Magnets used to remove Sepsis-causing bacteria from blood

Sepsis, caused by the immune response overreacting to a bacterial infection, can be a life-threating condition often leading to organ failure.  

Although Bacteria are usually to blame for Sepsis, sometimes the source of the infection can be viruses or microscopic fungi. An infection anywhere in the body can trigger Sepsis, however the most serious cases are when it spreads to the bloodstream. The cause of Sepsis can therefore be very challenging to identify and because of this, it can be difficult to treat. However, researchers have found a possible new way to treat these infections by using magnets to remove these deadly germs from the blood.

To identify the germ responsible for the infection, doctors usually collect a sample of blood and send it to the lab where technicians multiply the microbes allowing them to identify the germ. This is a very time consuming process and during this time the Sepsis can become worse. However, the new idea for attacking these infections, currently being tested by researchers, could mean that the infection can be treated more quickly, even before the germ is identified.

As the immune system works by using antibodies to latch onto and attack the germ as they are carried around the blood, a group of American researchers have developed a single antibody which have the ability to recognize nine of the ten most common Sepsis-causing bacteria. Taking this one step further, the researchers developed a way to make the antibody stick to tiny particles of iron oxide. The researchers reasoned that if these antibody-coated iron bits were mixed into a patient’s blood, bacteria should stick to them. Magnets could then be used to pull the iron particles from the blood, along with the bacteria.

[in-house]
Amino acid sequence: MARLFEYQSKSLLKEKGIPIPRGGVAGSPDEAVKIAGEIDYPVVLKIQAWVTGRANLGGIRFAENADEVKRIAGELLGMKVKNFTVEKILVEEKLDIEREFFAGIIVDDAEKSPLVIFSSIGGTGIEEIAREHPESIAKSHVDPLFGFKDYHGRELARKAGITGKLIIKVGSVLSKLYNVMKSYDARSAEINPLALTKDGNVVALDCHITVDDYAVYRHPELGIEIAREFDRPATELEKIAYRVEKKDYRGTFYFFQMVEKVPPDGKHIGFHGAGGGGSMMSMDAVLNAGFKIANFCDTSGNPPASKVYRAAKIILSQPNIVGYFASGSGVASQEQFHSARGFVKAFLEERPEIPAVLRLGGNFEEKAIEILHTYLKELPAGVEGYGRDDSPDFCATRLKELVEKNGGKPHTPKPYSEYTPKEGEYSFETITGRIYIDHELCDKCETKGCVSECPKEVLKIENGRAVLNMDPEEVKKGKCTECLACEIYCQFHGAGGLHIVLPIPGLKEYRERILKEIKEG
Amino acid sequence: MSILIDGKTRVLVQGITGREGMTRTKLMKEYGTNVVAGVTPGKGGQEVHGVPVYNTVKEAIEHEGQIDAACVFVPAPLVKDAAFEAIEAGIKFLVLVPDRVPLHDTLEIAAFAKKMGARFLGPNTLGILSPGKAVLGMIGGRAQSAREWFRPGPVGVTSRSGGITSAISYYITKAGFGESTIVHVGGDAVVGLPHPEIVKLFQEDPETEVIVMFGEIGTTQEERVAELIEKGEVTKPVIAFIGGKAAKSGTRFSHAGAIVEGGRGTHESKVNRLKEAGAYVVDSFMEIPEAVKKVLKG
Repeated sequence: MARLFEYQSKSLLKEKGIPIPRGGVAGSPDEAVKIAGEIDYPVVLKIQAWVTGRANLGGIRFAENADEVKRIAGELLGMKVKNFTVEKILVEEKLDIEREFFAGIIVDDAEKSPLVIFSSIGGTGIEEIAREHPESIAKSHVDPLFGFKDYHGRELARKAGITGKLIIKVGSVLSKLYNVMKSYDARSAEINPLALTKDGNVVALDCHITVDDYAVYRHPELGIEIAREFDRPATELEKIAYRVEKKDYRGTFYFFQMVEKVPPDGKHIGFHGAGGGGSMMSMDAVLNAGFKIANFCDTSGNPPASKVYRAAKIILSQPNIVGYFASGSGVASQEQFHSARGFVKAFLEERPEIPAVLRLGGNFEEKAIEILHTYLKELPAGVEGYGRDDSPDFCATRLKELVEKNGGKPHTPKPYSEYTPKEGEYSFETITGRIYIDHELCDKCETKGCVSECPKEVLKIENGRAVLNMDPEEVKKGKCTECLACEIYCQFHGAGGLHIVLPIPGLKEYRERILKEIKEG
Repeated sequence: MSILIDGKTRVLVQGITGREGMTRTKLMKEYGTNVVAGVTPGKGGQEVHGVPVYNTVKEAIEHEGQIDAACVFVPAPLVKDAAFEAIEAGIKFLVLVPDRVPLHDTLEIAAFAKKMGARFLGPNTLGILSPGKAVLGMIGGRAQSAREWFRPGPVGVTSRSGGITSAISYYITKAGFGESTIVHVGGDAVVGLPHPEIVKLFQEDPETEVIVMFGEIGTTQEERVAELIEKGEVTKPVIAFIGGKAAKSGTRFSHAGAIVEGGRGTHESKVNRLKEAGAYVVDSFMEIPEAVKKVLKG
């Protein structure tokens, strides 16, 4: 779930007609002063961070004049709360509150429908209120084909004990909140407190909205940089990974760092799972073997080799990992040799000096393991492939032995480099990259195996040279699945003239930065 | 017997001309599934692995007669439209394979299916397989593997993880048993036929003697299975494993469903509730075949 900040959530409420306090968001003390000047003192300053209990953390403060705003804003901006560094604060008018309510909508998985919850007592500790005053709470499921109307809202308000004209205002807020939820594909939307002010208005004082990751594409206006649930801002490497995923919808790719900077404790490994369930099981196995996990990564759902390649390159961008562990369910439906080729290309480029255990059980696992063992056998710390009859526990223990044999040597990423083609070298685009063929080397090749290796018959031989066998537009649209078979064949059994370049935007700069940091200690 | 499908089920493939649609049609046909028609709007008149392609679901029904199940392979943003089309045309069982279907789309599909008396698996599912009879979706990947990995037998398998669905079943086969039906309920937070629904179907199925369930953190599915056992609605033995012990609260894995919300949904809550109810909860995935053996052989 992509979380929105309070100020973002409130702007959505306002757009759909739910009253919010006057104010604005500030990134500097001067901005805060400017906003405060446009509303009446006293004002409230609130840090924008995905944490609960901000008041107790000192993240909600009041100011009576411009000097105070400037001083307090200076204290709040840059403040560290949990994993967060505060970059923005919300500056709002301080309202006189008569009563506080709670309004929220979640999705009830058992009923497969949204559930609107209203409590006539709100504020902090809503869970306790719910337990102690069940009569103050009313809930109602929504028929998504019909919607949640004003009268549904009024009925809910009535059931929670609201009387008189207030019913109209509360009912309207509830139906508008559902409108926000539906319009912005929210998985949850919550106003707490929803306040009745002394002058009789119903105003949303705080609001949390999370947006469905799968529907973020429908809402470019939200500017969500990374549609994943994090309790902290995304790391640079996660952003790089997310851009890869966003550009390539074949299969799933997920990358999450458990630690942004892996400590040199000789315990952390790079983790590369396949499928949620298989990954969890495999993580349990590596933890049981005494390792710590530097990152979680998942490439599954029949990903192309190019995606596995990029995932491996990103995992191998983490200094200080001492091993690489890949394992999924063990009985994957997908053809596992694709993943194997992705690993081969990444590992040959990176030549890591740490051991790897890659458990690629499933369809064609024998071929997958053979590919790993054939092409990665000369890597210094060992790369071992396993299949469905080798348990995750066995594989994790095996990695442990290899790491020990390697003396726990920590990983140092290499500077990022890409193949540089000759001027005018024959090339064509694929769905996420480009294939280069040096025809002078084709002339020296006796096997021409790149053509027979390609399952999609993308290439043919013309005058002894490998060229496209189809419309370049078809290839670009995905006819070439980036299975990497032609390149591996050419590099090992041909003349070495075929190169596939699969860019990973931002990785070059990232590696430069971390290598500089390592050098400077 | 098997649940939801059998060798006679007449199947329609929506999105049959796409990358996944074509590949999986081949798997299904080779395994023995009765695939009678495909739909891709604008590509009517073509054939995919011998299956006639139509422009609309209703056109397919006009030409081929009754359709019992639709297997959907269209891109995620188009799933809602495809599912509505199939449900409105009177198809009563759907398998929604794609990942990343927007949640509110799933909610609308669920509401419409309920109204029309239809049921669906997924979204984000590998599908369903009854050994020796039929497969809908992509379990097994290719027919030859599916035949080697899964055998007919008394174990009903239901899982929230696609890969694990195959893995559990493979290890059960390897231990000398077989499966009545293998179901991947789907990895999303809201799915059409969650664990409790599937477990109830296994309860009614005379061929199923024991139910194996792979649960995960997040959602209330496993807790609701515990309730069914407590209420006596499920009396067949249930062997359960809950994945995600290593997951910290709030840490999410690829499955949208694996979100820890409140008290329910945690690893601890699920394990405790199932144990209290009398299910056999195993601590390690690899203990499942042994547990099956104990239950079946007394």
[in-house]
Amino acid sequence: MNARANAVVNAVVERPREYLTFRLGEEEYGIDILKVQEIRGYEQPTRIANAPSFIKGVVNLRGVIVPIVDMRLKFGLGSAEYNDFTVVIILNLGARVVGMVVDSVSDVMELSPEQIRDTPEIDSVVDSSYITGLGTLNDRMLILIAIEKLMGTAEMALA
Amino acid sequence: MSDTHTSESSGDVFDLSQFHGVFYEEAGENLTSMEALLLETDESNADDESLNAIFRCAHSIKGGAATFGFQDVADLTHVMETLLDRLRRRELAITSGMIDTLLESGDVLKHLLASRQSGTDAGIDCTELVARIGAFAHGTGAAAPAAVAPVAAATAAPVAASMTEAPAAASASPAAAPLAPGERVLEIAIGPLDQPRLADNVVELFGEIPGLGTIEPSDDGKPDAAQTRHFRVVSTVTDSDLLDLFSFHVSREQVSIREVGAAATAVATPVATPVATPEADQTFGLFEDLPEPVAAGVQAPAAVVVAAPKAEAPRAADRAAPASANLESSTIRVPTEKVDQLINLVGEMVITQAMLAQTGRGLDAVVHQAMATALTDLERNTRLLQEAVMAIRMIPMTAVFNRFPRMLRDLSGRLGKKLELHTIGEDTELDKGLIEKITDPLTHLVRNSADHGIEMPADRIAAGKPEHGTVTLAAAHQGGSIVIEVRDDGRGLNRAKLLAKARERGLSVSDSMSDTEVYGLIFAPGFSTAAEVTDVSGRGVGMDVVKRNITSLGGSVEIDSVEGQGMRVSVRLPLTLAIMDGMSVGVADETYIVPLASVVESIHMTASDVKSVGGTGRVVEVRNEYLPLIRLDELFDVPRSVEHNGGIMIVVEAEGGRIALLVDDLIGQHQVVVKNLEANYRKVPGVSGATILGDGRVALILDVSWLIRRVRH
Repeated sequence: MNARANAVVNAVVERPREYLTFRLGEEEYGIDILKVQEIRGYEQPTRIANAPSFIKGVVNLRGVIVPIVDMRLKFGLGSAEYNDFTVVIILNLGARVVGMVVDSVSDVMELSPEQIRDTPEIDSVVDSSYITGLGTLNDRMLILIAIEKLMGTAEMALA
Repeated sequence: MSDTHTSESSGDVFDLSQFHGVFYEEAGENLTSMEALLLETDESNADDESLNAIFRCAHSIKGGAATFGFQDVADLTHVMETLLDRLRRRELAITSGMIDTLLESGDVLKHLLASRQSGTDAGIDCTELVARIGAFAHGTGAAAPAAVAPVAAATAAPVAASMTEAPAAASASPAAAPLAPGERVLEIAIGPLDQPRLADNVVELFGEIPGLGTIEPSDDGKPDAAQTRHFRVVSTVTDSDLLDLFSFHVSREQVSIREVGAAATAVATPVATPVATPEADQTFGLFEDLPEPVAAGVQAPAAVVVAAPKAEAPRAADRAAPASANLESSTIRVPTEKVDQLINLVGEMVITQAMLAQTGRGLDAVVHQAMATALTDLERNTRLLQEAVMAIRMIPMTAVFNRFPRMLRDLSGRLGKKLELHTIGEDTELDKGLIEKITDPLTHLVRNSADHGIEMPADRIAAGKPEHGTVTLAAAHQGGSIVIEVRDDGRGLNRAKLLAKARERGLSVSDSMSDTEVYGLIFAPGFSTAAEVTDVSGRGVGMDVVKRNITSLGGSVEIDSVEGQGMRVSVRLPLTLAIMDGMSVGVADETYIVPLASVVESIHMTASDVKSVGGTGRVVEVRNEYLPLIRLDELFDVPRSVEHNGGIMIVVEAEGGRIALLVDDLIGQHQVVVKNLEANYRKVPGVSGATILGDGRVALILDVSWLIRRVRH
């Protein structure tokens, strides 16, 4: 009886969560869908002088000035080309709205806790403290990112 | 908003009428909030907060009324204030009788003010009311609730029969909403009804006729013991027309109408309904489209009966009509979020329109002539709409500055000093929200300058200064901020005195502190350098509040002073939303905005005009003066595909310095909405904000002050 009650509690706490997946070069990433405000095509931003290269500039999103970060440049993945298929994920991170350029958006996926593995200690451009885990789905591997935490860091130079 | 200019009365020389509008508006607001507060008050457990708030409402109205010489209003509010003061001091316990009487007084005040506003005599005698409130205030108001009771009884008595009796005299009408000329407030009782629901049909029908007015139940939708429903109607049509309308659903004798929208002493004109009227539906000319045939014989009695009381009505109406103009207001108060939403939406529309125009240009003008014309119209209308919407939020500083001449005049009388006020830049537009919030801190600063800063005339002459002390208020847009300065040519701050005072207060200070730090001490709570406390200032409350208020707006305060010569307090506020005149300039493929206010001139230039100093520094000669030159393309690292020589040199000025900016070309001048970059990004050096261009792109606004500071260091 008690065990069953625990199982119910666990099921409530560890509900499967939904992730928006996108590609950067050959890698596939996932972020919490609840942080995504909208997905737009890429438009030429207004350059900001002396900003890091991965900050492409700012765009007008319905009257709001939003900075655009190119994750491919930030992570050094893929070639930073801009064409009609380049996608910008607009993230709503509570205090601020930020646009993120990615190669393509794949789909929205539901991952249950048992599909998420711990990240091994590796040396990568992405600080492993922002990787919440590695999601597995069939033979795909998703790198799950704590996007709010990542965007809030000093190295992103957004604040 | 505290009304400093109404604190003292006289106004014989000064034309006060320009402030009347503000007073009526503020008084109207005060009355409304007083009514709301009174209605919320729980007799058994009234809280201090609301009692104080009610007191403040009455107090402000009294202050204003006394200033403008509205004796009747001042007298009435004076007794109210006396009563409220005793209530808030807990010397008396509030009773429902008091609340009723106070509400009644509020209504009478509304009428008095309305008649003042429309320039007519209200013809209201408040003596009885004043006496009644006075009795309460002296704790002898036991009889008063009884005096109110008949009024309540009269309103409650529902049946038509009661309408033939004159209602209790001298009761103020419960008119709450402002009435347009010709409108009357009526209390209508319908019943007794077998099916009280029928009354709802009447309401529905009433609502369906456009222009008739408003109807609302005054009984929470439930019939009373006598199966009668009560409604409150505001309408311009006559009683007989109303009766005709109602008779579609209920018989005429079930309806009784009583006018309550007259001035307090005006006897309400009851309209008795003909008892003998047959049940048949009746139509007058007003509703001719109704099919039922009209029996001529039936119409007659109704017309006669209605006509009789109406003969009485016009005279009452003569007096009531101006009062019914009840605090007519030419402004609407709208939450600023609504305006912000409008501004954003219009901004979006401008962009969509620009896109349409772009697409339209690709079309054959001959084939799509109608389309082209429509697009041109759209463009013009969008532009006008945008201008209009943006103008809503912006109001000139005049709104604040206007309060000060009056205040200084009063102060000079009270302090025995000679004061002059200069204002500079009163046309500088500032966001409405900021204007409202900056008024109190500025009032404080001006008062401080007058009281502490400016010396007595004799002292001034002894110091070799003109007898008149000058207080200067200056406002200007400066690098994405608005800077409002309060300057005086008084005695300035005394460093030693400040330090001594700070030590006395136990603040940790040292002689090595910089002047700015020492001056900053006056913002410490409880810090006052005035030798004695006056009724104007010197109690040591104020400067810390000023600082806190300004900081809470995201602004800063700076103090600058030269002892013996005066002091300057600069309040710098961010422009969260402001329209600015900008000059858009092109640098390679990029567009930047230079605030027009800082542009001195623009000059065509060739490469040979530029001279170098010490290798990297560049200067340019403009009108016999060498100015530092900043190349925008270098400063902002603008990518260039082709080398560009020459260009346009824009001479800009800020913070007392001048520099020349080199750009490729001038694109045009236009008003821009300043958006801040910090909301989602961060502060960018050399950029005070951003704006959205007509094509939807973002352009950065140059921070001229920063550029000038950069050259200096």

In the future, this germ-filtering method could potentially be used as a treatment outside of the body by pumping infected blood through a machine before using magnets in the machine to remove the germs as they become coated with the iron-oxide and antibody mixture. The other benefit of this method would be that the magnetic filtering would concentrate the bacteria, speeding up the process of identification and allowing doctors to treat patients more quickly.

As this is a relatively new idea which has only been tested on cells and blood-like solutions, further research is required. Magnetic germ removal has not been tested on animals or people yet and this could highlight possible weaknesses with this method. In addition, it has been argued that treating a patient using this method could take huge amounts of tiny iron particles, which could be another potential impracticality.

Although further testing is required, this is a fantastic piece of research which could contribute to improving the methods for treating Sepsis, a condition which effects many people around the world.

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